Hijacking of Clicks: Attacks and Mitigation Techniques

Hijacking of Clicks: Attacks and Mitigation Techniques

Hossain Shahriar (Kennesaw State University, USA) and VamsheeKrishna Devendran (Kennesaw State University, USA)
DOI: 10.4018/978-1-4666-6324-4.ch009


Clickjacking attacks are an emerging threat on the Web. The attacks allure users to click on objects transparently placed in malicious Web pages. The resultant actions of the click operations may cause unwanted operations in the legitimate websites without the knowledge of users. Recent reports suggest that victims can be tricked to click on a wide range of websites such as social network (Facebook, Twitter), shopping (Amazon), and online banking. One reported incident on clickjacking attack enabled the webcam and microphone of a victim without his/her knowledge. To combat against clickjacking attacks, application developers need to understand how clickjacking attacks occur along with existing solutions available to defend the attacks. This chapter shows a number of basic and advanced clickjacking attacks. The authors then show a number of detection techniques available at the client, server, and proxy levels.
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Basic Clickjacking Attack Technique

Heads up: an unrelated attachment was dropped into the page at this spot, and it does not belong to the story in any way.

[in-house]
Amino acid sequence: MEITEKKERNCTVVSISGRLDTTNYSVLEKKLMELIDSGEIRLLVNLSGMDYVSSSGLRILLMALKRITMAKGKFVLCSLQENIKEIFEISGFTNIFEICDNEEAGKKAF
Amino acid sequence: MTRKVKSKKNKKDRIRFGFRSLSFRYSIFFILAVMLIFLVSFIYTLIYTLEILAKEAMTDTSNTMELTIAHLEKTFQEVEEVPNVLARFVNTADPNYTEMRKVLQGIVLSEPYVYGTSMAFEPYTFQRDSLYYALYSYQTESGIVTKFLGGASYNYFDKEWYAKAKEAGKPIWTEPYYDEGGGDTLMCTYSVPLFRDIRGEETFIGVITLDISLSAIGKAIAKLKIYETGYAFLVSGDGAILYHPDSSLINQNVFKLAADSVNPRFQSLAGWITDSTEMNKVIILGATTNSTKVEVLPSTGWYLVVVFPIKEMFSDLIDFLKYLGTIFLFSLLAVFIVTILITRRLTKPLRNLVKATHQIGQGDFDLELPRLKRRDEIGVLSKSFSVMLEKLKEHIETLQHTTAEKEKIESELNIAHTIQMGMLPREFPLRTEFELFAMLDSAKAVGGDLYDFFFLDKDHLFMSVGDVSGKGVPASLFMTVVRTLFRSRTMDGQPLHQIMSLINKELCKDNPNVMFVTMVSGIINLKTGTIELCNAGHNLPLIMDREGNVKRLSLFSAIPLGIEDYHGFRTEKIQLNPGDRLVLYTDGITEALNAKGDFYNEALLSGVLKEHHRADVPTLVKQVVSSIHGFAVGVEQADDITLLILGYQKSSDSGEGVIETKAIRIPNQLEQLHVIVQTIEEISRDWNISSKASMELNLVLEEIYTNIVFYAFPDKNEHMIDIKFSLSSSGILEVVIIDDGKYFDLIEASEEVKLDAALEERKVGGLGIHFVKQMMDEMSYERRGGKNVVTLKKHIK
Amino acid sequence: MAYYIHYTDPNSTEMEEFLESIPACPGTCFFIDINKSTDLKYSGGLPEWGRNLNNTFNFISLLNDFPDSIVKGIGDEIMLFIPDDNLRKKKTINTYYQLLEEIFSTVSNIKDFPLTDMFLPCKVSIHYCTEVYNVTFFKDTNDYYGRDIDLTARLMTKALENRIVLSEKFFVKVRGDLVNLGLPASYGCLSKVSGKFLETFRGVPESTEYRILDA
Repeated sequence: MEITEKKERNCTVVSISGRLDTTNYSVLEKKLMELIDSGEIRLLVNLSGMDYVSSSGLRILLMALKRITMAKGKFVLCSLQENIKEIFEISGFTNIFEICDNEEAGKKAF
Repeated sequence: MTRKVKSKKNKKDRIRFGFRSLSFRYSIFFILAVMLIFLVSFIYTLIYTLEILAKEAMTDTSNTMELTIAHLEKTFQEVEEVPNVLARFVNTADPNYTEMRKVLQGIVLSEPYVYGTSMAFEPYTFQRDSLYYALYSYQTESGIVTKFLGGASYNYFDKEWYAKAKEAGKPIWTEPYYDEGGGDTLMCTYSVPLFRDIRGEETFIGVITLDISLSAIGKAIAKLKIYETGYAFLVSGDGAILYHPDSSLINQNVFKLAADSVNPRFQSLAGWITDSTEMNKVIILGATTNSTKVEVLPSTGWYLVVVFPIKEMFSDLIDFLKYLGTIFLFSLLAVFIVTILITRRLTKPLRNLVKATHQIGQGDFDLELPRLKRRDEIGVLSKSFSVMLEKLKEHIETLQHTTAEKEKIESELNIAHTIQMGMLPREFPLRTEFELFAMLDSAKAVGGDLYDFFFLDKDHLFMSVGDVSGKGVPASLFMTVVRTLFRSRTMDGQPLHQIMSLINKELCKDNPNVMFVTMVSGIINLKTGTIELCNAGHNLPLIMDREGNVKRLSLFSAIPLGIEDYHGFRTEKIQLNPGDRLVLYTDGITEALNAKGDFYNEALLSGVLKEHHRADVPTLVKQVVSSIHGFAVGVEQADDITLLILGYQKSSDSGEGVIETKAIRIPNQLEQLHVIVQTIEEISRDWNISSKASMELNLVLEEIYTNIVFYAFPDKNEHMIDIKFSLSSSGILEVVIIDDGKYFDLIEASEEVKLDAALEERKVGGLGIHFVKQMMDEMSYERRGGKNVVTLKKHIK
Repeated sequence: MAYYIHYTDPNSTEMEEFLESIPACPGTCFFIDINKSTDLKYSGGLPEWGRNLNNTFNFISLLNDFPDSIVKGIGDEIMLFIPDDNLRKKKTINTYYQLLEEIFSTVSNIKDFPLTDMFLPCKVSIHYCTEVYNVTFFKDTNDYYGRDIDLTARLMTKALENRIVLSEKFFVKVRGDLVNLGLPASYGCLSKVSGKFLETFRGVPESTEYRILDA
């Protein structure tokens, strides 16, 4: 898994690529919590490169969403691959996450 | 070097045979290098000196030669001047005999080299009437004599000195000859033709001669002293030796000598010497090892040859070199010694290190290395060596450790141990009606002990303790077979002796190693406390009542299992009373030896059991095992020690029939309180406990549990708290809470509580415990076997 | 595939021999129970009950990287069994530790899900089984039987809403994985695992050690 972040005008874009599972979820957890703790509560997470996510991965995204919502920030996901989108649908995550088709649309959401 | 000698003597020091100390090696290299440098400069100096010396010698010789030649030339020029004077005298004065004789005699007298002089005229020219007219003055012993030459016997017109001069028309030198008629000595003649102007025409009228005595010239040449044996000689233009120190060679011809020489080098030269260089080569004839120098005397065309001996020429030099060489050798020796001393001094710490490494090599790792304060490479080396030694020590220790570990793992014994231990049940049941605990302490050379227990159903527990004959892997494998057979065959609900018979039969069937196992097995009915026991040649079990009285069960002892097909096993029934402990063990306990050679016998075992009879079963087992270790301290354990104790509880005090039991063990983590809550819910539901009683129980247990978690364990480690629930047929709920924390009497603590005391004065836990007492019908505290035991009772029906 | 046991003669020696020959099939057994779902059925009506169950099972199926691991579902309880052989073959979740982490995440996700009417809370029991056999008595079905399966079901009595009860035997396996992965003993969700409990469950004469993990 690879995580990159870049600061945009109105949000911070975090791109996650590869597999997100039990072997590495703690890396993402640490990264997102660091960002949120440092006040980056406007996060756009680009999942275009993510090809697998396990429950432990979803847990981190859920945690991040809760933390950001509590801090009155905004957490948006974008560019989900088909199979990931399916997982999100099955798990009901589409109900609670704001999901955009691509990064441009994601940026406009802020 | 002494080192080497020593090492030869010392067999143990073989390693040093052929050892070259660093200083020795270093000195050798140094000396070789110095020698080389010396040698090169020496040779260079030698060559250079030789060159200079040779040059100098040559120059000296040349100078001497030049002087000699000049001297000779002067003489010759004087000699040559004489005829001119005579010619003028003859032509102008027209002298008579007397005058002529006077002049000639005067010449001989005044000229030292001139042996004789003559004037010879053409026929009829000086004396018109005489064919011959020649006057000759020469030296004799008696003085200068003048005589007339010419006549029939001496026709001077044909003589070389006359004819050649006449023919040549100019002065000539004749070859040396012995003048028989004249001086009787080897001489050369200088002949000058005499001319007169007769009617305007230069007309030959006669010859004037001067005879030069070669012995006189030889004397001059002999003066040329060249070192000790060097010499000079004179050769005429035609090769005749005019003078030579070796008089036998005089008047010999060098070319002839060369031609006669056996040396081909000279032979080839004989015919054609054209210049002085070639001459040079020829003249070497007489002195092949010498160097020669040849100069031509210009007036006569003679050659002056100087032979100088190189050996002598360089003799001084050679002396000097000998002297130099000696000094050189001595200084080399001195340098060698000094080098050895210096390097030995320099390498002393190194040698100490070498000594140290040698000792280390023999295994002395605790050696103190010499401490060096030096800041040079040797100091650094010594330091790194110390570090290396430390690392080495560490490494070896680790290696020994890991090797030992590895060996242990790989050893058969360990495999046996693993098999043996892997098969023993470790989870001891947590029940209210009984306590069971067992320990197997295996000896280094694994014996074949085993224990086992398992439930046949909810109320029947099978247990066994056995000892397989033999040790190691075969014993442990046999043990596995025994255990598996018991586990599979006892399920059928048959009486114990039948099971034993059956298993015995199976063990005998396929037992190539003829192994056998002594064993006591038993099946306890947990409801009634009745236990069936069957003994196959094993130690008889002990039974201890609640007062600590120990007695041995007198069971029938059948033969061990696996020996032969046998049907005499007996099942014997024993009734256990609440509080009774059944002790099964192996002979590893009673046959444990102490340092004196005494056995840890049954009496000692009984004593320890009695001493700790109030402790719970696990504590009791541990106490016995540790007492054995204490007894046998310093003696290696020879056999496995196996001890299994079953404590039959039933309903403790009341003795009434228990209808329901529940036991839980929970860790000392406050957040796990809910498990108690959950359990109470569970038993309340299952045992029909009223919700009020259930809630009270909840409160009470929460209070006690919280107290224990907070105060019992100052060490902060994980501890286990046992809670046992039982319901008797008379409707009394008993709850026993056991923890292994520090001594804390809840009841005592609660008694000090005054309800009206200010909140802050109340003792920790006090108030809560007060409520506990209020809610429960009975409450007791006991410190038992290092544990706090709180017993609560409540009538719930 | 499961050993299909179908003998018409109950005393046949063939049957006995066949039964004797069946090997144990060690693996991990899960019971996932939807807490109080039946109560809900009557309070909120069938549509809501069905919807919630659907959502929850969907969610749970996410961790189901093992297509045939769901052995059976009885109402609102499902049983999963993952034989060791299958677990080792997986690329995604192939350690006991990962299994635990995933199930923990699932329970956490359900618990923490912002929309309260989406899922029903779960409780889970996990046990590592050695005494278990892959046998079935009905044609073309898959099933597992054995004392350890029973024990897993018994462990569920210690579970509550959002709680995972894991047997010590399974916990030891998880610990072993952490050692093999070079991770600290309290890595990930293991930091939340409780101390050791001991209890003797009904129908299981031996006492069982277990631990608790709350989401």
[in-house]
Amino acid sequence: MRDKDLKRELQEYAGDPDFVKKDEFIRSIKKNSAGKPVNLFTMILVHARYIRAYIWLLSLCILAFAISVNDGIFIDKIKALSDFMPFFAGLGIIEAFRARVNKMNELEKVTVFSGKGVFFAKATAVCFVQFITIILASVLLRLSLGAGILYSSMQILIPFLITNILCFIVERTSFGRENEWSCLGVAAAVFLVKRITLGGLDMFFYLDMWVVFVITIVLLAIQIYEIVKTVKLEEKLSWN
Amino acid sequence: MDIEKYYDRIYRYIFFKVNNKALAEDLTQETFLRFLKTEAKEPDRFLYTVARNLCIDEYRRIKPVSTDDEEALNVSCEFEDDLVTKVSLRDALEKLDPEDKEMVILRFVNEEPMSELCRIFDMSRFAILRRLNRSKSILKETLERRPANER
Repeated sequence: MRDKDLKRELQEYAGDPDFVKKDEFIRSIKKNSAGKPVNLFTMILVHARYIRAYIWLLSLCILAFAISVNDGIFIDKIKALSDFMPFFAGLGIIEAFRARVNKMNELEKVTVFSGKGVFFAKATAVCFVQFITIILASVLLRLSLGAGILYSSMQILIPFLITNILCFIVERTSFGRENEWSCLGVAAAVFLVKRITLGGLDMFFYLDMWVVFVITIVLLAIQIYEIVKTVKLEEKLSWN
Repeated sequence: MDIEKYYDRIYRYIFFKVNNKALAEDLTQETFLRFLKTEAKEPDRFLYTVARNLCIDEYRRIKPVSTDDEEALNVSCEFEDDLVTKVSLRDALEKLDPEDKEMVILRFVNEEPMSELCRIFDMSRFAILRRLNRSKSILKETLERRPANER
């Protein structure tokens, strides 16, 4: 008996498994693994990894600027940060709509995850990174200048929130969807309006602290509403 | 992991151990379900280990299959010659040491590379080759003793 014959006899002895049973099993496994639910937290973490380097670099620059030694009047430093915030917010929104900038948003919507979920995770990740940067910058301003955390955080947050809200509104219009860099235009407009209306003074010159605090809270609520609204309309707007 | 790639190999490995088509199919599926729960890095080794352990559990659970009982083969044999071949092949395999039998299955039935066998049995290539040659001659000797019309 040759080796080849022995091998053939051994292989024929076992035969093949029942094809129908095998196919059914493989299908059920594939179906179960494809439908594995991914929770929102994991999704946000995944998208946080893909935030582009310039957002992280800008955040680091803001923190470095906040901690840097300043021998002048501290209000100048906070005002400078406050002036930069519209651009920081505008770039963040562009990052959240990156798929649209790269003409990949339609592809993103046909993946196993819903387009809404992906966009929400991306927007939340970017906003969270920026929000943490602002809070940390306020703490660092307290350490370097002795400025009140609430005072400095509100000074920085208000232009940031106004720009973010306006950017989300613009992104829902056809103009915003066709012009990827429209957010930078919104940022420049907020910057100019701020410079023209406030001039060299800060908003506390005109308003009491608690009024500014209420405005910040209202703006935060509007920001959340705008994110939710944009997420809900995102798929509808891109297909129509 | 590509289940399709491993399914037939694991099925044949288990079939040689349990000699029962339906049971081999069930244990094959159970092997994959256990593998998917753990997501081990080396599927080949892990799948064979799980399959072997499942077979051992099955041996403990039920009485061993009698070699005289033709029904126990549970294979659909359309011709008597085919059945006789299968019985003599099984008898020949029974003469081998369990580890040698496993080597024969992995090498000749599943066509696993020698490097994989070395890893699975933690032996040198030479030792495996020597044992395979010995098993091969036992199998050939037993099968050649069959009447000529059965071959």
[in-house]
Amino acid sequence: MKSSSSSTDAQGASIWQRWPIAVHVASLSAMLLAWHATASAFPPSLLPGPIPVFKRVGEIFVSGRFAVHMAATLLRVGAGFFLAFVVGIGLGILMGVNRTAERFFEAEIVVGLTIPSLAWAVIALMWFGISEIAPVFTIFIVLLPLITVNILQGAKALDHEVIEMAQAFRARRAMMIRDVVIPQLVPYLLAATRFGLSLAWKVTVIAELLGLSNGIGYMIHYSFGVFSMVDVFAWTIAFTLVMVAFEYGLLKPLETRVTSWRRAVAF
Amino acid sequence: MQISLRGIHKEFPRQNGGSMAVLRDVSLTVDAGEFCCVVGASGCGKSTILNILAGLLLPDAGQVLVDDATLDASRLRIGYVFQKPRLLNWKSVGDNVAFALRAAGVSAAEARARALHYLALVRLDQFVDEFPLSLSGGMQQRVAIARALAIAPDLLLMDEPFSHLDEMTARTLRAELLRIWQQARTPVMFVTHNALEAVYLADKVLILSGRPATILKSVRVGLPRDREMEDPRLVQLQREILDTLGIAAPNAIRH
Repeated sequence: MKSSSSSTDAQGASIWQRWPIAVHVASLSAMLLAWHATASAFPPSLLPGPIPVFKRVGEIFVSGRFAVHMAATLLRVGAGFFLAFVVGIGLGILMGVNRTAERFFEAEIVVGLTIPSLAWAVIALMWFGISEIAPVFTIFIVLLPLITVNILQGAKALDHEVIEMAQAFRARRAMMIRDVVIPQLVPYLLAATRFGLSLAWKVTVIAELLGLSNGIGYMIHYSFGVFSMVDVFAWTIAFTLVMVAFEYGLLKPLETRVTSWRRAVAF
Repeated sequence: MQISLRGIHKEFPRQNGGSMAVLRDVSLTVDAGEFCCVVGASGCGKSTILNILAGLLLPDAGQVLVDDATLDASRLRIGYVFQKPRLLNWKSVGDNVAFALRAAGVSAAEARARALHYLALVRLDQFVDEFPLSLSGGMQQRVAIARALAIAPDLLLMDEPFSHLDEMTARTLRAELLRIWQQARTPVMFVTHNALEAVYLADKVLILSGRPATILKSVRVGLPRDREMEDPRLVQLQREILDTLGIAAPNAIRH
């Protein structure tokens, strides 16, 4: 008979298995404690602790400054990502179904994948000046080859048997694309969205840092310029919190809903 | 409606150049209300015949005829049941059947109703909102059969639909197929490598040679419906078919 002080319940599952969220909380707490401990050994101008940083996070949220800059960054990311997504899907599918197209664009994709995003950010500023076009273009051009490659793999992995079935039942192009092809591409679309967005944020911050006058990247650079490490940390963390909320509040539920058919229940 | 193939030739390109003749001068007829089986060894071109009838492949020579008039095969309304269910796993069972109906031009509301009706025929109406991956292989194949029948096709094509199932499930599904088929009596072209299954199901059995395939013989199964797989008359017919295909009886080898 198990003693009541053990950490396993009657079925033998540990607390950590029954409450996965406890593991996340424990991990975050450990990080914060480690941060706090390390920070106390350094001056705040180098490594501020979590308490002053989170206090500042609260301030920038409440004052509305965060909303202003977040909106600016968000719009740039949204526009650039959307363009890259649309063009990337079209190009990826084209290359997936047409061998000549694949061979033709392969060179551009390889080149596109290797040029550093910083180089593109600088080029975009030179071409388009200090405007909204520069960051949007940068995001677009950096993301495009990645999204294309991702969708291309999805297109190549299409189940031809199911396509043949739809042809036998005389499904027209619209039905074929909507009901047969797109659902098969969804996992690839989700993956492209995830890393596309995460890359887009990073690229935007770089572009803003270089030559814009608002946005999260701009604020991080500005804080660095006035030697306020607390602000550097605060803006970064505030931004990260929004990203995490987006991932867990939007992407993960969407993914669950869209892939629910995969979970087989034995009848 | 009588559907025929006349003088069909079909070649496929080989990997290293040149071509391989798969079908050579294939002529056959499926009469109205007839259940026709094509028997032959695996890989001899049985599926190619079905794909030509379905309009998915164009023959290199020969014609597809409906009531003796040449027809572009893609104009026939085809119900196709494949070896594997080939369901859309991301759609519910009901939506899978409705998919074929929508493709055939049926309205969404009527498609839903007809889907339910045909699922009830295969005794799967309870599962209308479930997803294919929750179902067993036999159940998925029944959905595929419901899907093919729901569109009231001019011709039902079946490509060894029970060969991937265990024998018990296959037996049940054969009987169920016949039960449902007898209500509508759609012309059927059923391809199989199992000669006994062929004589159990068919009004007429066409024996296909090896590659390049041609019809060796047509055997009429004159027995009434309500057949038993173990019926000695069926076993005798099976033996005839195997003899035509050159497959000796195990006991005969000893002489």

A clickjacking attacker has all the capabilities of a web attacker. He/she owns a domain name and controls the contents served from web servers, and can make a victim visit a malicious website, thereby rendering attacker’s supplied content in the victim’s browser. When a victim visits the attacker’s page, the page hides a sensitive UI element visually or temporally, and lures a user to perform actions (e.g., clicking on element) which may be out of context and without the knowledge of a user where it is actually being clicked.

To date, there are two kinds of widespread clickjacking attacks in the wild: Tweetbomb and Likejacking (Kharif 2012). In both attacks, an attacker tricks victims to click on Twitter’s Tweet or Facebook’s Like button using hiding techniques, causing a link to the attacker’s site to be reposted to the victim’s friends and thus propagating the link virally. These attacks increase traffic to the attacker’s site and harvest a large number of friends or followers.

We classify clickjacking attacks into three types based on how users are forced or allured to click on objects out of context (Huang, Moshchuk, Wang, Schechter & Jackson, 2012): (i) target display manipulation, (ii) modification of pointer location, and (iii) modification of timer event. We discuss the three techniques with examples below:

Key Terms in this Chapter

Cursorjacking: Similar to pointer jacking.

ClickIDS: An automated tool to prevent clickjacking attacks within browsers.

Noscript: A browser extension tool to prevent JavaScript code execution.

Framebsting: Javascript code to stop web page rendering within iframe.

Pointer Jacking: Stealing of actions based on mouse pointer-based clicks.

Web Security: A set of procedure and practices to protect web servers and end users.

Clickjacking: Stealing of clickable actions on web page through overlay frame.

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